Here are seven fatal conveniences he thinks we can try to live without.

In 1938, a scientist at DuPont was trying to develop a refrigerant gas. Instead, a happy accident in the lab produced a white powder with no apparent benefits except it was slippery. A large number of industrial applications were soon found, but it wasn't until 1954 that a French engineer's wife suggested that he try to bond the chemical, called polytetrafluoroethylene (PTFE), to cooking surfaces. Voilà! Nonstick pans were born. In 1960, the US Food and Drug Administration (FDA) approved the use of the chemical for food-related purposes, and Teflon took off.

It was a nice little story – until somebody realised that those pans also contained PFOA, one of the "forever chemicals", and that if it got into the food, it was probably exposing people to a long list of health hazards, cancer among them. Now, if those pans were never scratched, they might have been safe, but that's not how things work in the real world. Every little chip or ding of the cooking surface pretty much guaranteed that you’d be eating nonstick chemicals along with your dinner, without ever knowing.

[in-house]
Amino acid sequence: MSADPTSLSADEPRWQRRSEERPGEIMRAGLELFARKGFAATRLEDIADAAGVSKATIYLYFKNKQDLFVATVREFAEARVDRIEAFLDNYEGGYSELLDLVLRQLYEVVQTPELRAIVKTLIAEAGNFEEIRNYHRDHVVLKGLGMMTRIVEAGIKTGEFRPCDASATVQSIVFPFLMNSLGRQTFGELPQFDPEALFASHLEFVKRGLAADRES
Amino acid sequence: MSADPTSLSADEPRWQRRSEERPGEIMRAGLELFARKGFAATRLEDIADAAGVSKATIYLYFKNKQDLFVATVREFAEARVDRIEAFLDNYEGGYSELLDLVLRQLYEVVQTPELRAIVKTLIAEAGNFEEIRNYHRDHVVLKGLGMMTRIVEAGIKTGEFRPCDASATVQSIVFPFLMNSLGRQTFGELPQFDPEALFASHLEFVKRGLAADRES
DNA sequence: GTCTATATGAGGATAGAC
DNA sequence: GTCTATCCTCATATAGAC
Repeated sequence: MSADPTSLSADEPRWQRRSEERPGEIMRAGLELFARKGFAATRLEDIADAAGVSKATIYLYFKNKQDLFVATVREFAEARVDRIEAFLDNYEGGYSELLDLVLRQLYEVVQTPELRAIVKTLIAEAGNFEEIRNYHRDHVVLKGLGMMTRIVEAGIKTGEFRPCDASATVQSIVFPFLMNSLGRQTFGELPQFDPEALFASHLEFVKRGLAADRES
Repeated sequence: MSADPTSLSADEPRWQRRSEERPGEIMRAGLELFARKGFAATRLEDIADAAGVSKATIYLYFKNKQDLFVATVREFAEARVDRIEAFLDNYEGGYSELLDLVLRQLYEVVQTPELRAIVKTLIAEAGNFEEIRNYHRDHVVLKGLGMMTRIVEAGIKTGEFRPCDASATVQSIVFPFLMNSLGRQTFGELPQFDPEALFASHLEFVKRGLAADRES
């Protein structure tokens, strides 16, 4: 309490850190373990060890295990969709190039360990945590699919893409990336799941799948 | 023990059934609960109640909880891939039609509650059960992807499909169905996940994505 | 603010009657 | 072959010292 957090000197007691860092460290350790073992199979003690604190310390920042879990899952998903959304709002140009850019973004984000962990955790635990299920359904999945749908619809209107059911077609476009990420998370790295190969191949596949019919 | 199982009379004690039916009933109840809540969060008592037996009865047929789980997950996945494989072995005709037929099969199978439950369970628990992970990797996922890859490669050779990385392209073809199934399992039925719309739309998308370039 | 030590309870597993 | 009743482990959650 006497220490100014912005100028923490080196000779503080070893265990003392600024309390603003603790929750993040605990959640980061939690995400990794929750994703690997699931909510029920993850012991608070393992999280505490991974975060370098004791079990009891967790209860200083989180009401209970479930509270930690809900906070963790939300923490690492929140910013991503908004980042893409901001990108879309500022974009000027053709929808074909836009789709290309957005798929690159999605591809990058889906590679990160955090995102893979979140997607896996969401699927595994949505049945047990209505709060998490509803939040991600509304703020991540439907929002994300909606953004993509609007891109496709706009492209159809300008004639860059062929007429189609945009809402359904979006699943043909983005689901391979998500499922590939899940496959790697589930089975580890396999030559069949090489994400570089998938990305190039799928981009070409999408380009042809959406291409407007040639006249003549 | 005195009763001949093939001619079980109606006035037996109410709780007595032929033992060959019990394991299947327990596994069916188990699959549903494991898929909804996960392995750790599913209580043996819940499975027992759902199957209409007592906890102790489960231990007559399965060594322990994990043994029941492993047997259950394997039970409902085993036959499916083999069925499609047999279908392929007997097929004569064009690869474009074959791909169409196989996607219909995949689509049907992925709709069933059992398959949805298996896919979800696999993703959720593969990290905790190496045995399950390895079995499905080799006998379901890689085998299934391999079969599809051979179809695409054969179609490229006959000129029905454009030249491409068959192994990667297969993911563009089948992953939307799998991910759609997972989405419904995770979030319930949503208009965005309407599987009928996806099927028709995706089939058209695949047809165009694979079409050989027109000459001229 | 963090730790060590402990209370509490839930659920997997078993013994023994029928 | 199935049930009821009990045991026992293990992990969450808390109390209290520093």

So since 2015, PFOAs in cookware have been replaced by other chemicals from the same family, ones that have not been proven to be dangerous. Of course, that doesn't necessarily mean they’re safe. Some nonstick pans now advertise themselves as PFOA-free, but PFOA and PTFE are just two of the thousands of polyfluoroalkyl substances used in consumer products, and manufacturers don't have to disclose their use because it is considered to be a trade secret.

There's a manufacturing technique called GenX that claims to make nonstick chemicals safely, without PFOAs. But the United States Environmental Protection Agency's (EPA) assessment shows that even small doses of GenX chemicals could present serious health risks, including harm to prenatal development, as well as the immune system, liver, kidneys and thyroid.